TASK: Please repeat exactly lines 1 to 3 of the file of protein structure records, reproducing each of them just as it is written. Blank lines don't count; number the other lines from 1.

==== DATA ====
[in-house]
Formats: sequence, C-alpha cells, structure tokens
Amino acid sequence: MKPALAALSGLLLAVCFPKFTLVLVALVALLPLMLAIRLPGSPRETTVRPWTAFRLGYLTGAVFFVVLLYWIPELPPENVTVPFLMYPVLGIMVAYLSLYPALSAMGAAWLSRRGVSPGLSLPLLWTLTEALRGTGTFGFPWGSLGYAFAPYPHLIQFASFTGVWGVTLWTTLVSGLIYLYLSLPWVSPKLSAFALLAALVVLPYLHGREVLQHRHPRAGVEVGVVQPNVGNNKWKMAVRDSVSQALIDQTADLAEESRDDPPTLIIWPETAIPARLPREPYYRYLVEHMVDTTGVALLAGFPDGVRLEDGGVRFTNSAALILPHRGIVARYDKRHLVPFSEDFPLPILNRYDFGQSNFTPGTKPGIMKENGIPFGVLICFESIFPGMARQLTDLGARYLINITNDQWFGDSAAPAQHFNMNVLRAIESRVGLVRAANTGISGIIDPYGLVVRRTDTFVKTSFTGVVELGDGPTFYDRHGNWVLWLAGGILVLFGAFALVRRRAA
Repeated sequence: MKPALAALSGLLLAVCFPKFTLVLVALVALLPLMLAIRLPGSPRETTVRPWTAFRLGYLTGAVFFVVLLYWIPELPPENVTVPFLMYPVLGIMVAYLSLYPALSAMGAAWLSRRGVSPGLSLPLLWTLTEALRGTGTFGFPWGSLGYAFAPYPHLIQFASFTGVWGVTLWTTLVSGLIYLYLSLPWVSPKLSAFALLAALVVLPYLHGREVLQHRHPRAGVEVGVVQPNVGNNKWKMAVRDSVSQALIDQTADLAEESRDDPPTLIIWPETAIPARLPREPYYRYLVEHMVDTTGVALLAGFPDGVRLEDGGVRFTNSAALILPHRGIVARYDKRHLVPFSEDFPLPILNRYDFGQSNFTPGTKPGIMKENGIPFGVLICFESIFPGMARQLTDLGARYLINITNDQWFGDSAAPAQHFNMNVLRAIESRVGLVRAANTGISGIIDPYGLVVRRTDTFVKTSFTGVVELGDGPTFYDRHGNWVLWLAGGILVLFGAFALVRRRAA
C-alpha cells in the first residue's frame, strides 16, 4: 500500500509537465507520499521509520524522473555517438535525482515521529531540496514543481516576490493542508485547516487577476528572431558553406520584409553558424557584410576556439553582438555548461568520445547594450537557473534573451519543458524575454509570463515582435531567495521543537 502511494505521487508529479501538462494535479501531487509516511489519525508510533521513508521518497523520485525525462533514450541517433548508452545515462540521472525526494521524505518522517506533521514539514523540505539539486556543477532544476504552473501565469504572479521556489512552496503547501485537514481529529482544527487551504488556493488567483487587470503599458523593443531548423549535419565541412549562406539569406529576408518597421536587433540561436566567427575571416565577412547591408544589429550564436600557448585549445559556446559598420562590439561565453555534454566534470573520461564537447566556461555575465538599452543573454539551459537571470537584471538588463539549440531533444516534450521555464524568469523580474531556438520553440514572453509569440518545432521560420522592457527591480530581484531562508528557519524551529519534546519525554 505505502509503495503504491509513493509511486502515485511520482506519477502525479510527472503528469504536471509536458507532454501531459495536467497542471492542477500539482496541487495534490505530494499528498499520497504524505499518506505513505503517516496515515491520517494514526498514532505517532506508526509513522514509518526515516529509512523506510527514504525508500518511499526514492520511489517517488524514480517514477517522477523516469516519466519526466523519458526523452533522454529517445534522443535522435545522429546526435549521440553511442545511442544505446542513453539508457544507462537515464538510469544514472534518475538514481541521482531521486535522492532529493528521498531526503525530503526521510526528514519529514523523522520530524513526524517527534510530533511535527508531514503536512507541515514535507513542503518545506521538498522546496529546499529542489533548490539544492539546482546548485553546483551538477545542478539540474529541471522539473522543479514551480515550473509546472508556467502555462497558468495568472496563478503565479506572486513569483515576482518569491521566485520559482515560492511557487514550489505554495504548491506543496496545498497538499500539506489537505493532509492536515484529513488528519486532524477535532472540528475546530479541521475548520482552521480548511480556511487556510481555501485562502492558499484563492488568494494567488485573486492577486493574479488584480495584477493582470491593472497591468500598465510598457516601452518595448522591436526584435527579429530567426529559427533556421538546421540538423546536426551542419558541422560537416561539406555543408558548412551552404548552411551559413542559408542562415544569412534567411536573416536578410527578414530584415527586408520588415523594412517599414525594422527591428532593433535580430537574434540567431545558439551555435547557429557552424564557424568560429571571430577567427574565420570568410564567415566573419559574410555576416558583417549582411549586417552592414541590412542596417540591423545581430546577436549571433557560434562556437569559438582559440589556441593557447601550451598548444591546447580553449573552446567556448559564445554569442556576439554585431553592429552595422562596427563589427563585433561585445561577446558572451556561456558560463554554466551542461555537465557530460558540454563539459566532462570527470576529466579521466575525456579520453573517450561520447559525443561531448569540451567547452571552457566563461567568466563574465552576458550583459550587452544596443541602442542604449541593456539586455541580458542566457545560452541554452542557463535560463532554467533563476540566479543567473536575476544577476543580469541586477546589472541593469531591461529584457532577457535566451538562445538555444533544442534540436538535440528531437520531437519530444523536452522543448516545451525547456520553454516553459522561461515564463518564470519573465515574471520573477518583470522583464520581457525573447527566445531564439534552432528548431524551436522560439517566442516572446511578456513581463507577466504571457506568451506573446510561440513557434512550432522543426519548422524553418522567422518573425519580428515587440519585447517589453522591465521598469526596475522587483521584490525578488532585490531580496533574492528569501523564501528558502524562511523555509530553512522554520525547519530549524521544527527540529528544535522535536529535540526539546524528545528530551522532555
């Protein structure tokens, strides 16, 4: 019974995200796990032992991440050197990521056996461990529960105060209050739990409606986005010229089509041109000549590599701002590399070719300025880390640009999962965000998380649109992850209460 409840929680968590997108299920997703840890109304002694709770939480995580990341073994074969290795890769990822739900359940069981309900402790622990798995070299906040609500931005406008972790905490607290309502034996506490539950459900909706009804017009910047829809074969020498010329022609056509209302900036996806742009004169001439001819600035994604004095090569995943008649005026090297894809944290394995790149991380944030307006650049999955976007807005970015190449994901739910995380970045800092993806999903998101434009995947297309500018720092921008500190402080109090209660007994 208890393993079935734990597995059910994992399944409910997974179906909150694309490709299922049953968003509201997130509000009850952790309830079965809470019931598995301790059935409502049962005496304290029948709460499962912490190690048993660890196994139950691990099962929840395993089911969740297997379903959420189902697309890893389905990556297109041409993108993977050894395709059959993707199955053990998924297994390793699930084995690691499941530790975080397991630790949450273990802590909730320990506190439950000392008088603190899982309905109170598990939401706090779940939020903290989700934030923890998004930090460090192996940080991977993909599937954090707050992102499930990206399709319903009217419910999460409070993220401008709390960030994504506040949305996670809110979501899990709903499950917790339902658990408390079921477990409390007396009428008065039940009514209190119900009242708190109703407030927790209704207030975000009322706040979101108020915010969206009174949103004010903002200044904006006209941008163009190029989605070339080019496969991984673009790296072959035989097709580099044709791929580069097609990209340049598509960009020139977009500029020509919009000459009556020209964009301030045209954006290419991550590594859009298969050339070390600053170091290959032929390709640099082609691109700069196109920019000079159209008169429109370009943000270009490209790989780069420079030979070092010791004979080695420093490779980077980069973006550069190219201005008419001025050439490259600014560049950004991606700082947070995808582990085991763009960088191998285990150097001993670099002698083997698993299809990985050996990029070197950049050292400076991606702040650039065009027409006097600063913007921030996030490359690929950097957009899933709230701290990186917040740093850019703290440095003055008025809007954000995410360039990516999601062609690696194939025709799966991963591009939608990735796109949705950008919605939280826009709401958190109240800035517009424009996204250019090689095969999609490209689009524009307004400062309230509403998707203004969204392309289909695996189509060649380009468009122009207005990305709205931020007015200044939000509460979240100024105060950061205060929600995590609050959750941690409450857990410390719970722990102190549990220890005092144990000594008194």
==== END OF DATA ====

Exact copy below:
[in-house]
Formats: sequence, C-alpha cells, structure tokens
Amino acid sequence: MKPALAALSGLLLAVCFPKFTLVLVALVALLPLMLAIRLPGSPRETTVRPWTAFRLGYLTGAVFFVVLLYWIPELPPENVTVPFLMYPVLGIMVAYLSLYPALSAMGAAWLSRRGVSPGLSLPLLWTLTEALRGTGTFGFPWGSLGYAFAPYPHLIQFASFTGVWGVTLWTTLVSGLIYLYLSLPWVSPKLSAFALLAALVVLPYLHGREVLQHRHPRAGVEVGVVQPNVGNNKWKMAVRDSVSQALIDQTADLAEESRDDPPTLIIWPETAIPARLPREPYYRYLVEHMVDTTGVALLAGFPDGVRLEDGGVRFTNSAALILPHRGIVARYDKRHLVPFSEDFPLPILNRYDFGQSNFTPGTKPGIMKENGIPFGVLICFESIFPGMARQLTDLGARYLINITNDQWFGDSAAPAQHFNMNVLRAIESRVGLVRAANTGISGIIDPYGLVVRRTDTFVKTSFTGVVELGDGPTFYDRHGNWVLWLAGGILVLFGAFALVRRRAA